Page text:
that the admission amounted to harmless constitutional error.
Detective Sica read both petitioner's statement and Torres's
similar statement into evidence. The judge gave a limiting
instruction that the statement made by each defendant was binding
only on him and was not to be considered with respect to his
"Where a nontestifying codefendant's confession incriminating
the defendant is not directly admissible against the defendant,
the Confrontation Clause bars its admission at their joint trial,
even if the jury is instructed not to consider it against the
defendant, and even if the defendant's own confession is admitted
against him." Cruz v. New York, 481 U.S. 186, 193, 107 S.Ct.
1714, 95 L.Ed.2d 162 (1987) (internal citations omitted). A
codefendant's statement is inadmissible against the defendant
even if it is substantially identical to the defendant's own
confession. See Samuels v. Mann, 13 F.3d 522, 526 (2d cir.
1993) (citing Cruz, 481 U.S. at 193, 107 S.Ct. 1714), cert.
denied, 513 U.S. 849, 115 S.Ct. 134, 130 L.Ed.2d 85 (1994).
As trial error, violations of the Cruz rule are subject to
harmless error analysis. Samuels, 13 F.3d at 526 (discussing
Brecht v. Abrahamson, 507 U.S. 619, 113 S.Ct. 1710, 123 L.Ed.2d
353 (1993)). In that regard, conclusive effect is not to be given
to the reviewing court's view of the evidence, but rather to "the
impact that the improperly admitted evidence had or reasonably
may have had upon the minds of the jury." 13 F.3d at 528. To
conclude that a Cruz error is harmless, it need not be found
that the improperly admitted evidence had no effect at all in the
jury's mind; it need only be found that the effect on the
determination of the jury's verdict was not substantial and
injurious. Id.; see Latine v. Mann, 25 F.3d 1162, 1167 (1994),
cert. denied, 514 U.S. 1006, 115 S.Ct. 1319, 131 L.Ed.2d 200
The factors relevant to the determination of whether an error
is harmless include "the importance of the . . . testimony in the
prosecution's case, whether the testimony was cumulative, the
absence or presence of evidence corroborating or contradicting
the testimony, and the overall strength of the prosecution's
case." Latine, 25 F.3d at 1167-68. "In cases in which the
government demonstrates that the other, properly admitted
evidence sufficiently proves the elements of the crime for which
the defendant was convicted, and there is no reasonable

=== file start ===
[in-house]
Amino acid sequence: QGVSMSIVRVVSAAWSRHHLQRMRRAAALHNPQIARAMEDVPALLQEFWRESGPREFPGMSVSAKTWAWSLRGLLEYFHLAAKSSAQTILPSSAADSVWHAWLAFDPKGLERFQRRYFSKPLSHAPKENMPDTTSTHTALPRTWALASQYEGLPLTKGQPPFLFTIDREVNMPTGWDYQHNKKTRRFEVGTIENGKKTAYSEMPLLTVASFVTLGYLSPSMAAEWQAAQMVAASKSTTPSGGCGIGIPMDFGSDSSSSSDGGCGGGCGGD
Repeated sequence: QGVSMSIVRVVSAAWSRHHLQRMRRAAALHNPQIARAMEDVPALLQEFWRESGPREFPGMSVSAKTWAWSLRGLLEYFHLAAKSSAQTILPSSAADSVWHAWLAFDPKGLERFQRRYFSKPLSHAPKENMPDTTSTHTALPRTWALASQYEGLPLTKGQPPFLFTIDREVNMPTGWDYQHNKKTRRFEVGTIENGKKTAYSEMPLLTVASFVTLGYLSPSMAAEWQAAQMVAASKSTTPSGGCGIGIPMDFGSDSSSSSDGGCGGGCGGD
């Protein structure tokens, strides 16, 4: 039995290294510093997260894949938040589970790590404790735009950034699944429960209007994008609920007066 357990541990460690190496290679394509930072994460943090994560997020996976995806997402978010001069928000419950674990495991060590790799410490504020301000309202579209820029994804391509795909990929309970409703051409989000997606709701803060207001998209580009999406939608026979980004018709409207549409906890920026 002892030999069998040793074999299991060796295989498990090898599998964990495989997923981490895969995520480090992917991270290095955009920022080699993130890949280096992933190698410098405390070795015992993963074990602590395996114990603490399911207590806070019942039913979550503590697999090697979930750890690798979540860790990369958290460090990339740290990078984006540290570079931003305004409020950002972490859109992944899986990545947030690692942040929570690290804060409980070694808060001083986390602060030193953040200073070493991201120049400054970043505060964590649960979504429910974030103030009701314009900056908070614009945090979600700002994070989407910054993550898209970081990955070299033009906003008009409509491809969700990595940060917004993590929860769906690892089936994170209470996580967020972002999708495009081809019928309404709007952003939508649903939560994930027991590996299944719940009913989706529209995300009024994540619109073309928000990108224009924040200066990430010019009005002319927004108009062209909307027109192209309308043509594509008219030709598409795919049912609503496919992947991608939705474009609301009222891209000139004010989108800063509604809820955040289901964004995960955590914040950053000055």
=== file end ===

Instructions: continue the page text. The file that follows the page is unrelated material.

probability that the [Confrontation Clause] violation infected
the verdict. [this circuit has] affirmed the conviction despite
the confrontation clause violation." United States v. Kyles,
40 F.3d 519, 527 (2d Cir. 1994), cert. denied, 514 U.S. 1044, 115
S.Ct. 1419, 131 L.Ed.2d 302 (1995); Samuels, 13 F.3d at 527-28.
The most significant factor in determining whether a Cruz error
is harmless is "the weight of the prosecution's case against the
defendant." Samuels, 13 F.3d at 526. To evaluate this factor,
the court must consider the weight of the evidence "stripped of
the Cruz error." Id. at 527; see also Cotto v. Mann,
991 F. Supp. 124, 131 (E.D.N.Y. 1998).
Under the prosecutor's theory of the case, petitioner was
identified by an eyewitness as the shooter. The eyewitness who
recognized both petitioner and Torres had known both individuals
for five years. Another witness, Angel Ruiz, as well as the
eyewitness Veliz, provided a motive when they testified that
there had been conflict between the people exiting the party and
a group with which the defendants associated. Petitioner's
statement acknowledged that he was in the vehicle from which the
shot was fired. Torres's statement was not significantly more
inculpatory of petitioner than petitioner's own statement, and
the prosecutor in his summation made no claim that it was. Thus,
there was weighty evidence to support petitioner's conviction and
probability that the Confrontation Clause error infected the
The recent case of Cotto v. Mann, 991 F. Supp. 124, 131
(E.D.N.Y. 1998), illustrates the difference between this case and
one where a Cruz violation was not harmless. In Cotto, the
wrongly admitted statement of a codefendant had a significant
impact on jury deliberations because it was substantially
different from the habeas petitioner's own statement. There, the
petitioner had indicated that he was unaware of the substance of
a conversation that occurred between his codefendants. The effect
of his statement was to convey the impression that he did not
have the intent to commit the crime. As Judge Ross noted, the
codefendant's statement "provided the sole proof at trial of
petitioner's agreement to commit the robbery." Id. at 132.
Moreover, Judge Ross found, not only was the codefendant's
wrongly admitted statement the sole proof against the petitioner,
but "the petitioner's statement by itself [does not] establish
that he participated in the commission of an attempted robbery."
Id. at 134. Here, in contrast, Torres's statement, which was
very similar to petitioner's, did not provide the sole proof at
trial of an essential element of the crime of which petitioner
was found guilty.
Supplemental Reply Brief
Finally, petitioner's claim regarding the Appellate Division's
denial of leave to file a supplemental reply brief raises no
federal Constitutional issue.
The petition for a writ of habeas corpus is denied.